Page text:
Adelaide: Couples undergoing IVF, where the female partner is 25-41, who have had at least two embryo transfers without implantation, poor embryo development or at least one miscarriage, are able to participate in the BlastGen trial. For more information, contact Fertility SA on 8100 2900. Women who have been struggling to start a family for years are finally getting pregnant thanks to a world first in vitro fertilisation (IVF) treatment, developed by researchers at the University of Adelaide.
is the next phase of the highly successful EmbryoGen trial, which is a
novel treatment option for couples undergoing IVF. Both EmbryoGen and
BlastGen contain a signalling molecule called GM-CSF, which is found
naturally in a mother’s uterus. GM-CSF protects the embryo from stress,
making it stronger and more robust in the days following conception.
the new BlastGen trial, the embryos are cultured for an additional two
days (to the blastocyst stage), so that the best embryo can be selected
on day five and implanted (compared with three days using EmbryoGen).
Only two places in the world (Adelaide and Japan) are using BlastGen and Associate Professor Louise Hull, researcher at the University of Adelaide’s Robinson Research Institute and Fertility Specialist CREI at Fertility SA, is leading the first Australian BlastGen clinical trial.
using the BlastGen treatment for IVF, the embryo is being cultured in
an environment that closely mimics what occurs naturally in a mother
during conception,” Associate Professor Hull Says. “As a result the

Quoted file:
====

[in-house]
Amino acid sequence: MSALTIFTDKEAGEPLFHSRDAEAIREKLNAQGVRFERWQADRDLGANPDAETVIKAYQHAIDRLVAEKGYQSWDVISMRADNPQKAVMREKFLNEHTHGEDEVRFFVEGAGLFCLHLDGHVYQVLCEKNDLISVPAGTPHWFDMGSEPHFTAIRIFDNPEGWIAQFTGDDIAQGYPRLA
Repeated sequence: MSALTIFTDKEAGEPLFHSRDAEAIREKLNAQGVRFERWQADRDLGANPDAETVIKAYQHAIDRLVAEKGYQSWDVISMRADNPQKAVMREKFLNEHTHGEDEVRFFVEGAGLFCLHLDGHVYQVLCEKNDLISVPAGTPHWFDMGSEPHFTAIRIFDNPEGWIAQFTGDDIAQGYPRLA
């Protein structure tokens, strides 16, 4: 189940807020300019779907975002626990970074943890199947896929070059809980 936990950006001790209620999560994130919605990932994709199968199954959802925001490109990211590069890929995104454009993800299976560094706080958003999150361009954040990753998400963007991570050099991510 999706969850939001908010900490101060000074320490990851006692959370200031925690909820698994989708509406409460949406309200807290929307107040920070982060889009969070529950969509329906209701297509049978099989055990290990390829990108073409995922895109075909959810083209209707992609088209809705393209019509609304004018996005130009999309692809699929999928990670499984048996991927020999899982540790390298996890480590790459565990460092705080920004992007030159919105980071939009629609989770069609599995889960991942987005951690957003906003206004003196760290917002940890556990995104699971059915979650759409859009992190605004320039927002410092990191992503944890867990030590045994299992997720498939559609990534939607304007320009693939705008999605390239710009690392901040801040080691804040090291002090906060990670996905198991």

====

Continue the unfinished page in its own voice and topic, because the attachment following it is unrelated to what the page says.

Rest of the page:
embryos grow in a more natural environment than they do in traditional
“So far 20 couples have participated in the
BlastGen trial – all of whom have had a lot of IVF treatments, poor
embryo development or have suffered miscarriages – and the pregnancy
success rate is 43%,” she says.
Professor Sarah Robertson,
Director of the University of Adelaide’s Robinson Research Institute,
says EmbryoGen and now BlastGen are an example of one the University’s
great commercialisation success stories.
“I commenced this
research during my PhD 25 years ago, and it’s very exciting to see so
many Australian women conceiving and having healthy babies because of
this technology,” Professor Robertson says.
“We partnered with a
Danish company, Origio A/S, in 2006 to develop EmbryoGen and now
hundreds of IVF clinics in more than 40 countries are using this
technology,” she says. “I expect BlastGen will be just as successful.
is a great example of how good medical research can translate into a
treatment that makes a real difference in people’s lives,” she says.
“Plus, it brings a commercial return to our state.”